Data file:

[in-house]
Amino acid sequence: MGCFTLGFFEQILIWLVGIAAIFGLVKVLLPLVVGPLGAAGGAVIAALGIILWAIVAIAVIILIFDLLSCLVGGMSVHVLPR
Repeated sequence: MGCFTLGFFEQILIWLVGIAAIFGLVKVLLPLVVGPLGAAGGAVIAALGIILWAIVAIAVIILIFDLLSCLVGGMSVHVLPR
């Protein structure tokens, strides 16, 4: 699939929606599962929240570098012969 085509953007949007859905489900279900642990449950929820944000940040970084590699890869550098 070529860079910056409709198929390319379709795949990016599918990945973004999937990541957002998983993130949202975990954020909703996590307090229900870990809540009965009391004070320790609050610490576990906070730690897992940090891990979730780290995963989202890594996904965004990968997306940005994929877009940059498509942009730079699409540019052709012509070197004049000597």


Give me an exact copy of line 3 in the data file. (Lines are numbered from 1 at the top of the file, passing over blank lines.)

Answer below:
Repeated sequence: MGCFTLGFFEQILIWLVGIAAIFGLVKVLLPLVVGPLGAAGGAVIAALGIILWAIVAIAVIILIFDLLSCLVGGMSVHVLPR